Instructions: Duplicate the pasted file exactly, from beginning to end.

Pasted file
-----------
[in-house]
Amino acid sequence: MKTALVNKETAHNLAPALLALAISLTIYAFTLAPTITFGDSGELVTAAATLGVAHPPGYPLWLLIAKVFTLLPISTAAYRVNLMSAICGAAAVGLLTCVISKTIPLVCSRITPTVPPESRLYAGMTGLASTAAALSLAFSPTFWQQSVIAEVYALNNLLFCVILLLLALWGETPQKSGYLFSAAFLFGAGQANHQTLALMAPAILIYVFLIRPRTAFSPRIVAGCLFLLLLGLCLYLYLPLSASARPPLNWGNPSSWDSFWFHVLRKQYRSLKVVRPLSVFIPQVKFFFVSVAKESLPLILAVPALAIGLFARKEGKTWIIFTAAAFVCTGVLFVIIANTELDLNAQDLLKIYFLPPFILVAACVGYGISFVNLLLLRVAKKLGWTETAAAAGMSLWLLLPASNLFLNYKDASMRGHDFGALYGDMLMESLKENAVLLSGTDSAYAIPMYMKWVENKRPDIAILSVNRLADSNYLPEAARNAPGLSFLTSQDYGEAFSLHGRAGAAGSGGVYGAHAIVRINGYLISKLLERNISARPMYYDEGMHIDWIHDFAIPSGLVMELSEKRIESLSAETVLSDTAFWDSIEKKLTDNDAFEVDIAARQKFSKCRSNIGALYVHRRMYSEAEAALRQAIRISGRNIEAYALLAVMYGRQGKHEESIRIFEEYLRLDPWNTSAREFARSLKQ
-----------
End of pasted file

[in-house]
Amino acid sequence: MKTALVNKETAHNLAPALLALAISLTIYAFTLAPTITFGDSGELVTAAATLGVAHPPGYPLWLLIAKVFTLLPISTAAYRVNLMSAICGAAAVGLLTCVISKTIPLVCSRITPTVPPESRLYAGMTGLASTAAALSLAFSPTFWQQSVIAEVYALNNLLFCVILLLLALWGETPQKSGYLFSAAFLFGAGQANHQTLALMAPAILIYVFLIRPRTAFSPRIVAGCLFLLLLGLCLYLYLPLSASARPPLNWGNPSSWDSFWFHVLRKQYRSLKVVRPLSVFIPQVKFFFVSVAKESLPLILAVPALAIGLFARKEGKTWIIFTAAAFVCTGVLFVIIANTELDLNAQDLLKIYFLPPFILVAACVGYGISFVNLLLLRVAKKLGWTETAAAAGMSLWLLLPASNLFLNYKDASMRGHDFGALYGDMLMESLKENAVLLSGTDSAYAIPMYMKWVENKRPDIAILSVNRLADSNYLPEAARNAPGLSFLTSQDYGEAFSLHGRAGAAGSGGVYGAHAIVRINGYLISKLLERNISARPMYYDEGMHIDWIHDFAIPSGLVMELSEKRIESLSAETVLSDTAFWDSIEKKLTDNDAFEVDIAARQKFSKCRSNIGALYVHRRMYSEAEAALRQAIRISGRNIEAYALLAVMYGRQGKHEESIRIFEEYLRLDPWNTSAREFARSLKQ